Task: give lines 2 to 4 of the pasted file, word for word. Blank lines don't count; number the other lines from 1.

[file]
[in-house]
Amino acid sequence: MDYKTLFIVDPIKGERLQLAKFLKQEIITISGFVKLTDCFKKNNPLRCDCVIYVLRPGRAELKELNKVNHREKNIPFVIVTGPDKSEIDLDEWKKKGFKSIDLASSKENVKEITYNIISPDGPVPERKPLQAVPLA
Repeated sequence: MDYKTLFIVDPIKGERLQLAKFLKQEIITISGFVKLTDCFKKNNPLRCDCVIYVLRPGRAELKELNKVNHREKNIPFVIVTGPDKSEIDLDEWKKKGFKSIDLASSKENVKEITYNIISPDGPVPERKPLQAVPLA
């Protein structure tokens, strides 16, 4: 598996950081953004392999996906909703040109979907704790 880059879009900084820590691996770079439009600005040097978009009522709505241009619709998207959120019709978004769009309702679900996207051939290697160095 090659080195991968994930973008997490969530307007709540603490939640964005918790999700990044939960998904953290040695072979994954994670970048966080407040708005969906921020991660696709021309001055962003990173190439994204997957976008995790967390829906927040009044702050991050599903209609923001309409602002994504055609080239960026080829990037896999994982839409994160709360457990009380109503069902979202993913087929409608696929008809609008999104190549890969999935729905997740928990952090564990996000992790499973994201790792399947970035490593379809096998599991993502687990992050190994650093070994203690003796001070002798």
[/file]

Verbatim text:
Amino acid sequence: MDYKTLFIVDPIKGERLQLAKFLKQEIITISGFVKLTDCFKKNNPLRCDCVIYVLRPGRAELKELNKVNHREKNIPFVIVTGPDKSEIDLDEWKKKGFKSIDLASSKENVKEITYNIISPDGPVPERKPLQAVPLA
Repeated sequence: MDYKTLFIVDPIKGERLQLAKFLKQEIITISGFVKLTDCFKKNNPLRCDCVIYVLRPGRAELKELNKVNHREKNIPFVIVTGPDKSEIDLDEWKKKGFKSIDLASSKENVKEITYNIISPDGPVPERKPLQAVPLA
């Protein structure tokens, strides 16, 4: 598996950081953004392999996906909703040109979907704790 880059879009900084820590691996770079439009600005040097978009009522709505241009619709998207959120019709978004769009309702679900996207051939290697160095 090659080195991968994930973008997490969530307007709540603490939640964005918790999700990044939960998904953290040695072979994954994670970048966080407040708005969906921020991660696709021309001055962003990173190439994204997957976008995790967390829906927040009044702050991050599903209609923001309409602002994504055609080239960026080829990037896999994982839409994160709360457990009380109503069902979202993913087929409608696929008809609008999104190549890969999935729905997740928990952090564990996000992790499973994201790792399947970035490593379809096998599991993502687990992050190994650093070994203690003796001070002798």